I spent a couple of days in Bishkek just kind of aimlessly wandering and checking out Lenin statues and wondering why people put scales (yes like the self-esteem killing on ones you measure your weight on) on the sidewalks, then I took note of the piece of cardboard next to one saying ‘5 som’. I wish I had a photo of one, but I kinda forgot to take one. Oops.
There’s not a whole lot to Bishkek, but with that said- it’s not a bad place. I felt like it was a good place to recover for a few days. From here I traveled on up to Kazakhstan for a few days before returning to Bishkek…. So we’ll return to Kyrgyzstan.
Country 3: Kazakhstan
I wasn’t planning to come here in the first place, only because Kazakhstan is massive. But I had a free week, and given Almaty’s proximity to Bishkek, I made my way up/over there.
For the most part, I explored Almaty. I liked Almaty, it’s a nice city. I also made my way over to Charyn Canyon with some people at my hostel who rented a car.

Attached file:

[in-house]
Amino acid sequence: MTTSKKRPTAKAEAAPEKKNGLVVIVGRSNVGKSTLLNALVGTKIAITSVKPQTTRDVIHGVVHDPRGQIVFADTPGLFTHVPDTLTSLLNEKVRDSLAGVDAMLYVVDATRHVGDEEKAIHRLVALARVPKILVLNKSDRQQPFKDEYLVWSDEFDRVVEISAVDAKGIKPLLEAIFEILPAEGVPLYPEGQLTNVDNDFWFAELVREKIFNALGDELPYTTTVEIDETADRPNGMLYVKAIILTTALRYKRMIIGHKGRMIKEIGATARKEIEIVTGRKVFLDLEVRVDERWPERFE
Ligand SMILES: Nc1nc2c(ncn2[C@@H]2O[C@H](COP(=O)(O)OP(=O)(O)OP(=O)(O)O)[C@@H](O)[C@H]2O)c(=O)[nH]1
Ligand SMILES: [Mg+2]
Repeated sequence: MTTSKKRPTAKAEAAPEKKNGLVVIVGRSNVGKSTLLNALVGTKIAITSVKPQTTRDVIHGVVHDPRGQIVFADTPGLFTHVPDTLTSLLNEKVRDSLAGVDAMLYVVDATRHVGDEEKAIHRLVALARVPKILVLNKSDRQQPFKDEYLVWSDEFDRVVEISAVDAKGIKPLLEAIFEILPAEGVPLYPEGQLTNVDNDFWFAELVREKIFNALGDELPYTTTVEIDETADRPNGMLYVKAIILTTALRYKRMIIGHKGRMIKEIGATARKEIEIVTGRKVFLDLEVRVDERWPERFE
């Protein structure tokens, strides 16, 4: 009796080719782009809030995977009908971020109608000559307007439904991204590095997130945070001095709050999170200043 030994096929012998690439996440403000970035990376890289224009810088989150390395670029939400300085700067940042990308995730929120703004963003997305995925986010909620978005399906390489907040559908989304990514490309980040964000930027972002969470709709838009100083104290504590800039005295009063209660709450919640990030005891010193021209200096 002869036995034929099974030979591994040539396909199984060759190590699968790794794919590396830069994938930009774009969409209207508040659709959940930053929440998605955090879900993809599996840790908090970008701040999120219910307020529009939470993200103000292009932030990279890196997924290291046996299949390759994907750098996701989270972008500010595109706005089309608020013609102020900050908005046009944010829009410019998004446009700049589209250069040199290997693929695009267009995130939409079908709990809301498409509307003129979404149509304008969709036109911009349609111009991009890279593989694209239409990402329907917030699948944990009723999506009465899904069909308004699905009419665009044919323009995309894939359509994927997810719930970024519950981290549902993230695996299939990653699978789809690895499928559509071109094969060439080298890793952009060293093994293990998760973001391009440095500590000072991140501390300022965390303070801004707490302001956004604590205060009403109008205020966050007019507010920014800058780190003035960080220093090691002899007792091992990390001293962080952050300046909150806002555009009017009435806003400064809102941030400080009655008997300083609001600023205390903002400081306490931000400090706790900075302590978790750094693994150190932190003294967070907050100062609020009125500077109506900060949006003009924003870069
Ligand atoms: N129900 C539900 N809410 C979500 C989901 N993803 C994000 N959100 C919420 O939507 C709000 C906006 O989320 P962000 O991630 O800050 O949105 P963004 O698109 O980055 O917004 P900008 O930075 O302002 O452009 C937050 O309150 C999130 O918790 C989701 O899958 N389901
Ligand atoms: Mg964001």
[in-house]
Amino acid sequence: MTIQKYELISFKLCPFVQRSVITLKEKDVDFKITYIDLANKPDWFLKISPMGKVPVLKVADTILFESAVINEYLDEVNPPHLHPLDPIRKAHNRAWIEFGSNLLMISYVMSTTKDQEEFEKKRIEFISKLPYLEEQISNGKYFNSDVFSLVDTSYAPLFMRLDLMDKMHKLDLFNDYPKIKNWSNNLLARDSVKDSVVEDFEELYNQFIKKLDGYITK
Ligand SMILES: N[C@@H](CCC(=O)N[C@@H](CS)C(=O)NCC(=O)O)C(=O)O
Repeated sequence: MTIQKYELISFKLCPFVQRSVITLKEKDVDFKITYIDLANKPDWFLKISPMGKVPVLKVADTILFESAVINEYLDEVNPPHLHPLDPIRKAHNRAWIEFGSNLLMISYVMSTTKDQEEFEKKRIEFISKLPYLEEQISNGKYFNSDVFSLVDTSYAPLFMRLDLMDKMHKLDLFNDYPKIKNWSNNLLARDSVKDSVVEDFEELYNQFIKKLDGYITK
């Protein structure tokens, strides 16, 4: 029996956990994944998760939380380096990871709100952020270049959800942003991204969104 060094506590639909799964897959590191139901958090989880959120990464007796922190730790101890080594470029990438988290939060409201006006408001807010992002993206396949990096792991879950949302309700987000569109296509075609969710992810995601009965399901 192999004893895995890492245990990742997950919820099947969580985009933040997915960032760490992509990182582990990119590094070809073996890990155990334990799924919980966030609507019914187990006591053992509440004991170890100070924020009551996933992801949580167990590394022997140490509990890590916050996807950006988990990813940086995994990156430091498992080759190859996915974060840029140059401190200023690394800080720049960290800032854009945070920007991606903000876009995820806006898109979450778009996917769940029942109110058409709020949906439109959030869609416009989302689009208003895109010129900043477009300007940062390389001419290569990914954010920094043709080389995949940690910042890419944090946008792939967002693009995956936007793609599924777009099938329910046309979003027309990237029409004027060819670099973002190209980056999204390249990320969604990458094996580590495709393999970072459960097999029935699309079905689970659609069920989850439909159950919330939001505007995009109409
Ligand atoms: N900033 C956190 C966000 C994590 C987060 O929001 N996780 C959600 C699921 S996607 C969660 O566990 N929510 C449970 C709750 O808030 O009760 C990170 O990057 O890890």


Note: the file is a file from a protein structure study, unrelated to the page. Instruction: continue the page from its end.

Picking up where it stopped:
I had intentions to see some more of the surrounding areas but on the account that I ended up meeting some fun people in the hostel and a couple of crappy weather days I ended up not. I’m not going to lose any sleep over not thoroughly exploring a country that I wasn’t even planning to hit on this trip, but I do plan to set aside the time to properly go see it one day.
Annnnnnd back into Kyrgyzstan
Night one included puking all over myself and into a beer mug in a vodka-beer-shisha fueled blaze of glory at a Bishkek club with a cover that sang Jason DeRulo songs better than Jason DeRulo can himself in the presence of new people that I just met that day.
Anyone that was there on my final night of the overland trip in 2014 will love the irony in the fact that I essentially did the same thing there, i.e.: puked down the front of myself at dinner. I know, I ooze class. I’m allowed to have fun from time to time people.
The rest of my time in Kyrgyzstan included stops in Chong Kemin Valley for some river rafting and a bike ride, Altyn Arashan to hike and sit in some hot springs, spent a couple of nights in Karakol, a quick swim in frigid Issy-Kul, a day trip to Jeti Oguz, a crazy Dungan-style dinner i.e.: the speed-eating dinner Olympics, hiked a strange Utah-esque canyon (fairytale canyon), played with felting in Kochkor, ate some bullshit dumplings (not my words, I thought they were quite good) in a little village perched at the bottom of a stunning valley, and had a debaucherous evening under gale force winds and pouring rain next to an undetermined lake in remote Kyrgyzstan before making a return to Osh for a night before crossing into Uuuuuuzbekistan.